idenced a sensitive, fiery, creative,,
poetic, loving, easily hurt, endless-
ly searching spirit. To this we add
a -brilliantly witty mind, trained,
over the years, in the techniques
of logic and reason to a point just
this side of casuistry. Such a per-
sonality is moved to seek God, be-
tween the ages of 15 and 21, solely,
by reason?
We have here (at least fora
twentieth century Americans) an-;
other set of complementary and7
quarreling Siamese twins: cona-
tion (the faculty of volition and
desire-N.E.D.) and cognition. As ,
a social worker, as an obstetric
nurse (and therefore a student of1
biology, anatomy, physiology,;
somewhat of genetics and of com-
parative anatomy) as a psychi-i

atric nurse, and as a student of
history and literature there is lit-
tle doubt in my mind as to which
is the cart and which, the horse
between conation and cognition.
For twentieth century intellectuals
(which almost everyone admitted
to The University of Michigan es-
sentially is, whatever his tran-
script subsequently may show) we
must somehow synthesize this par-
ticular thesis and anti-thesis boil-
ing in all of us.
Raphael noted in Adam a tend-
ency towards long drawn-out, ab-
stract discussions. Paradise Lost-
one half of Book V and all of
Books VI, VII and VIII; in sum,
2,760 lines of Miltonic epic are
absorbed by Adam's question-and-
answer period. By the time we get
well into Book VIII, the affable
Archangel (and indeed, he must
have been), has gone so far as to
suggest- to Adam to "be lowlie
wise." But nothing, nothing stops
the busy,' questioning, recalling
mind of our great parent. He is
equally fascinated (you can see
him taking notes) by Raphael's
description of the creation of the
Universe and by the archangel's
discussion of the comparative
merits of the Ptolemaic and Coper-
nican systems (both in the remote
future). What is is difficult to get
Adam interested in doing, is (to
use Voltaire's phrase) "il faut cul-
tiver notre jardin" -literally, in
this case!
Raphael noticed that Adam and
Eve usually got into trouble first,
through action under a high pres-
sure of steam of conation and
then, a second time, through their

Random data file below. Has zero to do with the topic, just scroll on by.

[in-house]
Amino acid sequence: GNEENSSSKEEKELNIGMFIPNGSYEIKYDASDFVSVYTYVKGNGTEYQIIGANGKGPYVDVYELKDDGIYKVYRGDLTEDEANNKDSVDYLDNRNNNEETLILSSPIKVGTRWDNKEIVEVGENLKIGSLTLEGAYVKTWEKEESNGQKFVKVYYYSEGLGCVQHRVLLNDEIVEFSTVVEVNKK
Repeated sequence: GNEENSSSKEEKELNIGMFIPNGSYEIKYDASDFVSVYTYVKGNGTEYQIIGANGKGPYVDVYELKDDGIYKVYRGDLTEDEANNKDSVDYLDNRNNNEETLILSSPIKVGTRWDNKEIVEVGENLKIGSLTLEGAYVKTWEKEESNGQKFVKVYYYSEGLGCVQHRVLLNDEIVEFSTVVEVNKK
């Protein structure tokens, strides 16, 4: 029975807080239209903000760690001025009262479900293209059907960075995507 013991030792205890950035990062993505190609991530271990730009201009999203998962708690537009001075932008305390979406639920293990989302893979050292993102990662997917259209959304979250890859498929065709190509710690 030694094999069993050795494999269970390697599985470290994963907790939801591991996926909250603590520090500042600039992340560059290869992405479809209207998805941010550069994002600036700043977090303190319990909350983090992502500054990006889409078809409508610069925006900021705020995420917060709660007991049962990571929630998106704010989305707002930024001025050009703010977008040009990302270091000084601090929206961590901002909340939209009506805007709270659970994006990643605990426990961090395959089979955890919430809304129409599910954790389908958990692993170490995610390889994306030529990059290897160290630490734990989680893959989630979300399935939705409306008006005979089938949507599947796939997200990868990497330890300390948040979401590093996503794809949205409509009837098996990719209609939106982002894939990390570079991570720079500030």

somewhat faulty steps of cognition
explaining (to anyone who would.
listen) why they had done those'
things which they ought not to
have done.
I have developed this particular
point because I feel that menta-
tion as a goal in itself is the par-
ticular occupational disease to:
which intellectual Americans in
mid - twentieth century are ex-
posed. We need to say daily Amos'
adjuration: "What doth the Lord
require of thee but to do justly,
to love mercy and to walk humbly
with thy God." For us, with our
particular hubris, the operative:
word in that unanswerable sen-
tence should be 'humbly.' However,
should this teaching be too hard
or too spare for us, we may well.
turn to the 13th Chapter of First
Corinthians. There speaks one ex-
actly of our type, living in our
kind of world, familiar with our
ambivalencies. In Paul we find
combined the saint (nobody ever
said they were necessarily pleasant
people to live with) the bishop (if
Jesus created the religion, surely
Paul created the church which
survived to transmit it) and the
literary genius (as the lady said:
he really wrote English remark-
ably well, considering his back-

vention of large-scale, well-or-
ganized effective Social Welfare
either private or state) must ulti-
mately evolve, as our idealistic
young intellectuals already see,
into "the brotherhood of man." To
my nurse's eyes it remains ines-
capably true that the only thing
that makes men brothers is that
they are sons of the same parent..
No father (or mother, as many re-
ligions have seen it): no brothers.
To my mind also, this attempt to
give primacy to "the Brotherhood
of Man" is why, although the end-
ing of the original Job may be
unpalatable and difficult, the end-